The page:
Seattle Post Intelligencer
Tuesday, June 28, 2005
U.S. trade rep helps powerful drug industry
MEMBER OF CONGRESS
When George W. Bush and the U.S. pharmaceutical industry team up in Washington, you know it’s bad news for U.S. consumers. Now they are taking their show on the road — to Central America.
Guatemala — with an economy the size of Bismarck, N.D., and a population poorer than any U.S. community — seems to be the Chosen One. The Washington Post’s Harold Meyerson pointed out that the U.S. trade representative has become "the sales rep for the pharmaceutical industry." The USTR, in fact, has an office, senior officer for Asia-Pacific and pharmaceutical policy, dedicated to assisting the already powerful U.S. drug industry.
Last year, the Guatemalan Congress passed legislation to allow the sale of generic drugs to give its citizens more consumer choice and to bring down the price of name-brand drugs. Consumers in Guatemala cheered them on.
Then the U.S. drug industry and its allies in the Bush administration moved in. Even though international trade law and World Trade Organization rules allow the sale of generics in member countries, the U.S. trade representative told Guatemalan leaders that there will be no Central American Free Trade Agreement unless the Guatemalan government gives the drug companies what they want. Not surprising, and against the vociferous opposition of millions of Guatemalans, the government repealed its own public health law.
This kind of strategy — presidents named Bush teaming up with the prescription drug industry — is not a new thing.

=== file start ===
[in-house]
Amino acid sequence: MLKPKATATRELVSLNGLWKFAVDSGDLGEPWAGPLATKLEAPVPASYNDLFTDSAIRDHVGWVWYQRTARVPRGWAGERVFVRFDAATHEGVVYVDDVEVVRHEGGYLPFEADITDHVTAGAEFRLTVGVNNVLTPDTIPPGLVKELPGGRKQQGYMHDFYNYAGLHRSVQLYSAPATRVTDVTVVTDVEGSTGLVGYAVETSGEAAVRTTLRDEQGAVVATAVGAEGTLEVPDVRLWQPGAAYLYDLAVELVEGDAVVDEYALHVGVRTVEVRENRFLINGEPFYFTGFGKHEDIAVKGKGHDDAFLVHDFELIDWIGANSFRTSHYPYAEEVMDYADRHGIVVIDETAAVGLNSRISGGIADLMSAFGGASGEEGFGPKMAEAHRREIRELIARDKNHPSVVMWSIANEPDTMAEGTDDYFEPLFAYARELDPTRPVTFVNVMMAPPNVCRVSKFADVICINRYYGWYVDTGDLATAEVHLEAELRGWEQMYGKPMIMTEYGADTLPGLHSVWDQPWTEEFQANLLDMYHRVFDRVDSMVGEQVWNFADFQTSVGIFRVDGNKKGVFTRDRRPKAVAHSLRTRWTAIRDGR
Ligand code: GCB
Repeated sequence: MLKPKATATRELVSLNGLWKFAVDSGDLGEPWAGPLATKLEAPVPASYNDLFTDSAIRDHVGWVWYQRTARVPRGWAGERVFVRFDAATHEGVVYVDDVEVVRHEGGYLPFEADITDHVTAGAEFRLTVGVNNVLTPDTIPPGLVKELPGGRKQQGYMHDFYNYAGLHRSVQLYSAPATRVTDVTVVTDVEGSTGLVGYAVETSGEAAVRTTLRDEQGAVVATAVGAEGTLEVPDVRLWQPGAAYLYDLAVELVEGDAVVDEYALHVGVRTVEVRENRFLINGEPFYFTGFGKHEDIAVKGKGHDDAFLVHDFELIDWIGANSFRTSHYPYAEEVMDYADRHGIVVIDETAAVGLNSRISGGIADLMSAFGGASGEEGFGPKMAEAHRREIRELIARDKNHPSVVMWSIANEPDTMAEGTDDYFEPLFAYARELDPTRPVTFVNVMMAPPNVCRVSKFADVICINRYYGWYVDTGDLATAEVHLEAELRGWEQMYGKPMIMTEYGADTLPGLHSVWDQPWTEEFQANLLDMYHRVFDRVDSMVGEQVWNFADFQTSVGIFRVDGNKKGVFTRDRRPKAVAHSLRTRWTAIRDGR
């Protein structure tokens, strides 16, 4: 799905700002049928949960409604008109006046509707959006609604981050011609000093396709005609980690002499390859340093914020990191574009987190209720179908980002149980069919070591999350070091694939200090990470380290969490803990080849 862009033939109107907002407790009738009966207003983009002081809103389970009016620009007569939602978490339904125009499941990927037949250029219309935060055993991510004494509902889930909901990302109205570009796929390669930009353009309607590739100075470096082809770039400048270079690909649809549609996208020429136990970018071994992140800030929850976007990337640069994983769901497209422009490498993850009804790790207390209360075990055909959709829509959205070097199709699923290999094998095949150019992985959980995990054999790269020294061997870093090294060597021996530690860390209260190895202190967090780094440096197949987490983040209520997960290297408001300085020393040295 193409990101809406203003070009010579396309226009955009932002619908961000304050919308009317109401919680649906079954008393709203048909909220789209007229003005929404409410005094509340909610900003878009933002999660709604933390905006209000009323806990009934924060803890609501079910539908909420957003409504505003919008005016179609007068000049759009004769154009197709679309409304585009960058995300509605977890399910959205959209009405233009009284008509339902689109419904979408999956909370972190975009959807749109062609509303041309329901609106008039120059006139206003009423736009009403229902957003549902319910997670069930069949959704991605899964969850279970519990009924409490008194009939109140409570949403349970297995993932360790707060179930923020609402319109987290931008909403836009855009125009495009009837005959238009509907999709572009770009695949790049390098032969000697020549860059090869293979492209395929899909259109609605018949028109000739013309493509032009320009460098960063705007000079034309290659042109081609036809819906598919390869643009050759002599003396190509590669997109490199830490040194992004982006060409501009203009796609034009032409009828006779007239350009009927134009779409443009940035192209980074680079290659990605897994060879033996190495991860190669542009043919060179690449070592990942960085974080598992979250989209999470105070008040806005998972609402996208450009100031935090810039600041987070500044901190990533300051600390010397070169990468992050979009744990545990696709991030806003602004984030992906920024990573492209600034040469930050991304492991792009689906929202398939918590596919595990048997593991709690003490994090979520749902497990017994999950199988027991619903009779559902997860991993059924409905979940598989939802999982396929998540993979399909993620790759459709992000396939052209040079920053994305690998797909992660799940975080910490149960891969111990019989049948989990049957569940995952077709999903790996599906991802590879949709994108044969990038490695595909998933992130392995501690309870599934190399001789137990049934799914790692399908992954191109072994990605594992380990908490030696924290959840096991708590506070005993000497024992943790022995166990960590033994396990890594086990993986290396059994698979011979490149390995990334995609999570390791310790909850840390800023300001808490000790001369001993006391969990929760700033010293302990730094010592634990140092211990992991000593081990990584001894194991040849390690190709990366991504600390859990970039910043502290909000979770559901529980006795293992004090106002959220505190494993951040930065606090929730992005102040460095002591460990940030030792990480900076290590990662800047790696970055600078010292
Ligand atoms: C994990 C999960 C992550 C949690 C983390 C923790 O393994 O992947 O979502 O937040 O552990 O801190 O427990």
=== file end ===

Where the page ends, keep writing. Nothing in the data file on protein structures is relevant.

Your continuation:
In 1991, President George H.W. Bush told Canadians that, unless they repealed their compulsory license law that ensured significantly lower prescription drug prices for Canadians than Americans were paying, Canada would be excluded from the North American Free Trade Agreement. Ottawa repealed its law and soon after Canada was included in the NAFTA agreement.
But this time, citizens of the victimized country took to the streets. In mid-March, 20,000 demonstrators assembled to protest the inclusion of Guatemala in the flawed CAFTA. Among their grievances? That CAFTA undercut their democratic rights and sold out their sovereignty. And that patent rules and the action of the Guatemalan legislature would limit the poor’s access to life-saving medicine. The Bush-Pharmaceutical Alliance, they maintained, would make a poor country even poorer.
Police used tear gas and water cannons to disperse the crowds after demonstrators hurled rocks and bottles at them. Many were arrested and detained. In one of the demonstrations, one protester was killed by police and many were injured.
Jessie Gruttadauria of the AIDS Healthcare Foundation, which operates three clinics in Honduras, said, "Poor Central Americans with AIDS will pay for CAFTA with their lives, since thousands of patients today rely on generics and CAFTA would cut off such access."
More than 150,000 protesters in 45 demonstrations in the six CAFTA countries expressed their opposition to this agreement. These demonstrators knew that CAFTA would not work for their country. They had seen that NAFTA failed Mexican workers, done little for Mexican consumers, and reduced the Mexican government’s ability to deal with its national environment and health problems. And they figured that CAFTA, a dysfunctional cousin of NAFTA, could very well be worse.
Two die. Dozens are injured. Democracy is betrayed. Sovereignty is compromised.
And the drug industry wins again.
Sherrod Brown, a seven-term Democrat from Ohio, is the author of "Myths of Free Trade: Why American Trade Policy Has Failed."